In terms of Academy Awards recognition, Netflix has long been swinging for the fences.
It spent over $25 million on promoting “Roma” years back and stepped in to save the day for the $170 million-plus-budgeted film “The Irishman,” which was nominated for 10 Oscars in 2020 (but won zero).
While Netflix may not have a 2021 Oscar hopeful similar in budget to “The Irishman,” the company still has plenty of films to stuff its For Your Consideration messaging with this awards season.
Most recently highlighting this is Netflix’s “The White Tiger,” which released on the service today after starting a limited theatrical run on January 13. The film is one of the many included in Netflix’s FYC page and has been receiving positive critic reviews.
Still, “White Tiger” doesn’t seem to have as much Oscar talk surrounding it as films like Netflix’s “Mank” or Amazon’s “One Night in Miami.” That likely doesn’t help the chances of “White Tiger” eventually being a 2021 Academy Award-winning film for Netflix.
Variety film awards editor Clayton Davis yesterday predicted “White Tiger” has a low chance of being nominated for Best Picture and Best Director, for example. Davis currently expects Netflix films like “The Trial of Chicago 7” and “Ma Rainey’s Black Bottom” to be nominated for Best Picture and Best Director.
Still to come and worth paying attention to in Netflix’s latest awards season push is “Malcolm & Marie,” a drama Netflix purchased for $30 million out of TIFF last year. Davis doesn’t see the film as one of Netflix’s biggest Oscar hopefuls, but the film seems like something that could attract meaningful viewership due to the huge fan base of its co-star Zendaya (who has nearly 85 million followers on Instagram).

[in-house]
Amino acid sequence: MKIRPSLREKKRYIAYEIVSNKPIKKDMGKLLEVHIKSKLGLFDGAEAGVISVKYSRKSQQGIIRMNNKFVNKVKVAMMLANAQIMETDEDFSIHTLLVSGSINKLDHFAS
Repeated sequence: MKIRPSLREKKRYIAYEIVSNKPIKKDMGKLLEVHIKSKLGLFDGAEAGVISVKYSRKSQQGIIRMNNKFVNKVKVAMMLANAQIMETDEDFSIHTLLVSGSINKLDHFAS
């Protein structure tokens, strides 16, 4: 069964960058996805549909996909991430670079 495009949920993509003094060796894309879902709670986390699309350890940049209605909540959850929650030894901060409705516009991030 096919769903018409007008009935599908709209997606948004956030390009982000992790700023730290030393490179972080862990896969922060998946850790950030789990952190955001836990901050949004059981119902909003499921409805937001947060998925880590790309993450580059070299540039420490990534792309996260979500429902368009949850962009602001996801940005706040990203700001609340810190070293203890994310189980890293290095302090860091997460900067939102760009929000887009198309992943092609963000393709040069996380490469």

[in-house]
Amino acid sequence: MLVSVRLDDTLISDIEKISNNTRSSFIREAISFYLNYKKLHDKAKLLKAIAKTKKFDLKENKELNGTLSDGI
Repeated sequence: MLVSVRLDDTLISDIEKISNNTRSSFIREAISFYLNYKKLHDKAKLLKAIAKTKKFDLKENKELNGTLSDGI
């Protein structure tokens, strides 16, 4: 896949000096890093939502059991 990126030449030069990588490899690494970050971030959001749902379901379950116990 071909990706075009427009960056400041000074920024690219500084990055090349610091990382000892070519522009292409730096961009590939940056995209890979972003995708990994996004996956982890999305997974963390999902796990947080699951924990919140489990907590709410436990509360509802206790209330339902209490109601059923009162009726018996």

Zeitgeist penetration for “Malcolm & Marie” could open more opportunities for Netflix to work on or distribute awards films with millennial/gen Z-appealing celebs like Zendaya.
That could help the streamer remain as one of the main video platforms for teens. U.S. teens on average spent 34% of their daily video consumption on Netflix in H2 ’20, a figure slightly higher than that for YouTube (32%), according to Piper Sandler. Daily time spent with Prime Video (3%), Hulu (7%) and Disney+ (6%) were lower.
Netflix will continue to bulk up on awards-contending films as some of these teens grow up watching the platform. It purchased films such as “Concrete Cowboy” and “Bruised” out of last year’s TIFF, and it could be a prominent buyer at this year’s Sundance (check out our analysis of the 2021 Sundance market here).
Netflix film chief Scott Stuber earlier in January told Variety of Sundance that the company would be “active there and looking.”
All this is at least partially in aim of ensuring Netflix consistently improves its Oscar-season batting average. In 2020, Netflix won only two of the 24 Oscars for which its films were nominated.